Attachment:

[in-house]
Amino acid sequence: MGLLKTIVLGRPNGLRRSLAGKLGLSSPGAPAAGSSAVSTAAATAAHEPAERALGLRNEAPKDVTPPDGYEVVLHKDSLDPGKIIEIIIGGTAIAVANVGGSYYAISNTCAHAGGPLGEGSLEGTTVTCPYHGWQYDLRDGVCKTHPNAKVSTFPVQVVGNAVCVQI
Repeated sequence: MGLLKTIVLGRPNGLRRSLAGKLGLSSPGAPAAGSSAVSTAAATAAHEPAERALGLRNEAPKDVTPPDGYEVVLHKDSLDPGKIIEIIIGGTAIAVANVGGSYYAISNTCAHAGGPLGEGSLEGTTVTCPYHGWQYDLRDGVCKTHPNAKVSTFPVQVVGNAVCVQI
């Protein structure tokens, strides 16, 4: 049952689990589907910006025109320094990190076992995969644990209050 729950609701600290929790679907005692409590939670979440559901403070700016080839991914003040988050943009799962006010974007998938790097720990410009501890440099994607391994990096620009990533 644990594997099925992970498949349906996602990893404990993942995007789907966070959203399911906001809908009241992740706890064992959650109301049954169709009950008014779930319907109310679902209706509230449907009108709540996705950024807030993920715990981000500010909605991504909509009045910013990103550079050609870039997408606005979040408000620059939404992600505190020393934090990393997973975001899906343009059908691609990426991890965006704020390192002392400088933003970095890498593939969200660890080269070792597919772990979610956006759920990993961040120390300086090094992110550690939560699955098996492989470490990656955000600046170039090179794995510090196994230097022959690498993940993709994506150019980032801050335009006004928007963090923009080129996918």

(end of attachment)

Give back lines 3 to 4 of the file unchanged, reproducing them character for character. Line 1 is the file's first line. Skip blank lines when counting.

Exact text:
Repeated sequence: MGLLKTIVLGRPNGLRRSLAGKLGLSSPGAPAAGSSAVSTAAATAAHEPAERALGLRNEAPKDVTPPDGYEVVLHKDSLDPGKIIEIIIGGTAIAVANVGGSYYAISNTCAHAGGPLGEGSLEGTTVTCPYHGWQYDLRDGVCKTHPNAKVSTFPVQVVGNAVCVQI
């Protein structure tokens, strides 16, 4: 049952689990589907910006025109320094990190076992995969644990209050 729950609701600290929790679907005692409590939670979440559901403070700016080839991914003040988050943009799962006010974007998938790097720990410009501890440099994607391994990096620009990533 644990594997099925992970498949349906996602990893404990993942995007789907966070959203399911906001809908009241992740706890064992959650109301049954169709009950008014779930319907109310679902209706509230449907009108709540996705950024807030993920715990981000500010909605991504909509009045910013990103550079050609870039997408606005979040408000620059939404992600505190020393934090990393997973975001899906343009059908691609990426991890965006704020390192002392400088933003970095890498593939969200660890080269070792597919772990979610956006759920990993961040120390300086090094992110550690939560699955098996492989470490990656955000600046170039090179794995510090196994230097022959690498993940993709994506150019980032801050335009006004928007963090923009080129996918």